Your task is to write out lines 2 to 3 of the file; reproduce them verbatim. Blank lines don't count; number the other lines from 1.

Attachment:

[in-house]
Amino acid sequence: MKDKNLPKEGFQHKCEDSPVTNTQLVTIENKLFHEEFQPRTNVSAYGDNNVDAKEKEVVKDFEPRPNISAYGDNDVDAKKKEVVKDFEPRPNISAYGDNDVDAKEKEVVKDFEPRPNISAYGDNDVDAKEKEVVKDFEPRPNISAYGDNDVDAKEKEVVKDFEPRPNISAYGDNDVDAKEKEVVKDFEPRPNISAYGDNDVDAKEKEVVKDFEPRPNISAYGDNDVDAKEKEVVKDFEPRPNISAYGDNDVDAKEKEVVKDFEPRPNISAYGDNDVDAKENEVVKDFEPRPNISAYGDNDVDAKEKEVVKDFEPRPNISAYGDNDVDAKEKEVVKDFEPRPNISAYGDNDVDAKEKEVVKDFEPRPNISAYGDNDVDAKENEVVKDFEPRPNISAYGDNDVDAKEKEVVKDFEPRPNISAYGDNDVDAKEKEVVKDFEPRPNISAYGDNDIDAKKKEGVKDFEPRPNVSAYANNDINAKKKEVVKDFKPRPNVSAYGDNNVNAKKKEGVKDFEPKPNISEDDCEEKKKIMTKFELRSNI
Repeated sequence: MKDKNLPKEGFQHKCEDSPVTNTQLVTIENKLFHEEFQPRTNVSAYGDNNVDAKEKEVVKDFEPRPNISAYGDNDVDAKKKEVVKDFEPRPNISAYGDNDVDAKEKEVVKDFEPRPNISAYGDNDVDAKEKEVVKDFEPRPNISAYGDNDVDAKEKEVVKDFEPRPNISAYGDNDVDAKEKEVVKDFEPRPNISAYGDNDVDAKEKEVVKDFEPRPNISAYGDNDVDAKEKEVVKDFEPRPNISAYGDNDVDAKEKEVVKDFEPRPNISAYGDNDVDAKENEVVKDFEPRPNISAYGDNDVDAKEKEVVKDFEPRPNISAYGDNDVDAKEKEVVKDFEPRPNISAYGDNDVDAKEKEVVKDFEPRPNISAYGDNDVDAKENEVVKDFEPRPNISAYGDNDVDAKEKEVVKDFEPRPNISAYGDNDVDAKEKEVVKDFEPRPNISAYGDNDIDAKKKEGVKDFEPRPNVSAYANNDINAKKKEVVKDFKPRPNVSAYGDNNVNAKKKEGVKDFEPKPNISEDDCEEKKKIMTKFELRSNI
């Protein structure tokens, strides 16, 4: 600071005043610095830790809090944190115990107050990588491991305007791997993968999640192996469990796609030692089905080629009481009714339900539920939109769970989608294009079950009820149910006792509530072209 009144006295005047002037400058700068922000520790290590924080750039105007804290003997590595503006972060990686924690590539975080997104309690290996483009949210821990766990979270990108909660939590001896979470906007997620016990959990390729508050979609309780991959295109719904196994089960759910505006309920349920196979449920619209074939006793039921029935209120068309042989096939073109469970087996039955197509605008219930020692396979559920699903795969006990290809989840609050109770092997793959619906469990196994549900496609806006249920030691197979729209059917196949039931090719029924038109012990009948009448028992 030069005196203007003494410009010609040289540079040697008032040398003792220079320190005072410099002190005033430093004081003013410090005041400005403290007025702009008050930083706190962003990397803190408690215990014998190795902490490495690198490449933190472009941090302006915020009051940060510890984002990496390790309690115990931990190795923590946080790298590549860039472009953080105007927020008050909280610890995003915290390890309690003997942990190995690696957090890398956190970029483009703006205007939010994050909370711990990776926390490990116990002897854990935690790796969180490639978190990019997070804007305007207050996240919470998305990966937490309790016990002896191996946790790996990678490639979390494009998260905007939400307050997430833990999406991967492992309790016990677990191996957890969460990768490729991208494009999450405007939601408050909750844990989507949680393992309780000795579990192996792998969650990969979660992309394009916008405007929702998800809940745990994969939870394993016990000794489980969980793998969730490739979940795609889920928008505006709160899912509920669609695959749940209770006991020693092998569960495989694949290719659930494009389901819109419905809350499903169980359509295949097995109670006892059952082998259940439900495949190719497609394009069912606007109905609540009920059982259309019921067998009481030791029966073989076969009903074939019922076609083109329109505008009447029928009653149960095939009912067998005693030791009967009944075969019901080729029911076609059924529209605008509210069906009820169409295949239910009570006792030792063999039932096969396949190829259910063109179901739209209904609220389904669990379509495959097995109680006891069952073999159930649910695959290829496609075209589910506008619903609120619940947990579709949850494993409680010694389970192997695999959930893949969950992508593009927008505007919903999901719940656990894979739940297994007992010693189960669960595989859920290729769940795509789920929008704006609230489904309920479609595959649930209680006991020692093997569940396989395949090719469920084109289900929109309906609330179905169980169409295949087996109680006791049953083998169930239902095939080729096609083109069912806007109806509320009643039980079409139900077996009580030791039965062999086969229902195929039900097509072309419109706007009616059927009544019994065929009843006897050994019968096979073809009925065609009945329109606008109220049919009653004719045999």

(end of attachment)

Amino acid sequence: MKDKNLPKEGFQHKCEDSPVTNTQLVTIENKLFHEEFQPRTNVSAYGDNNVDAKEKEVVKDFEPRPNISAYGDNDVDAKKKEVVKDFEPRPNISAYGDNDVDAKEKEVVKDFEPRPNISAYGDNDVDAKEKEVVKDFEPRPNISAYGDNDVDAKEKEVVKDFEPRPNISAYGDNDVDAKEKEVVKDFEPRPNISAYGDNDVDAKEKEVVKDFEPRPNISAYGDNDVDAKEKEVVKDFEPRPNISAYGDNDVDAKEKEVVKDFEPRPNISAYGDNDVDAKENEVVKDFEPRPNISAYGDNDVDAKEKEVVKDFEPRPNISAYGDNDVDAKEKEVVKDFEPRPNISAYGDNDVDAKEKEVVKDFEPRPNISAYGDNDVDAKENEVVKDFEPRPNISAYGDNDVDAKEKEVVKDFEPRPNISAYGDNDVDAKEKEVVKDFEPRPNISAYGDNDIDAKKKEGVKDFEPRPNVSAYANNDINAKKKEVVKDFKPRPNVSAYGDNNVNAKKKEGVKDFEPKPNISEDDCEEKKKIMTKFELRSNI
Repeated sequence: MKDKNLPKEGFQHKCEDSPVTNTQLVTIENKLFHEEFQPRTNVSAYGDNNVDAKEKEVVKDFEPRPNISAYGDNDVDAKKKEVVKDFEPRPNISAYGDNDVDAKEKEVVKDFEPRPNISAYGDNDVDAKEKEVVKDFEPRPNISAYGDNDVDAKEKEVVKDFEPRPNISAYGDNDVDAKEKEVVKDFEPRPNISAYGDNDVDAKEKEVVKDFEPRPNISAYGDNDVDAKEKEVVKDFEPRPNISAYGDNDVDAKEKEVVKDFEPRPNISAYGDNDVDAKENEVVKDFEPRPNISAYGDNDVDAKEKEVVKDFEPRPNISAYGDNDVDAKEKEVVKDFEPRPNISAYGDNDVDAKEKEVVKDFEPRPNISAYGDNDVDAKENEVVKDFEPRPNISAYGDNDVDAKEKEVVKDFEPRPNISAYGDNDVDAKEKEVVKDFEPRPNISAYGDNDIDAKKKEGVKDFEPRPNVSAYANNDINAKKKEVVKDFKPRPNVSAYGDNNVNAKKKEGVKDFEPKPNISEDDCEEKKKIMTKFELRSNI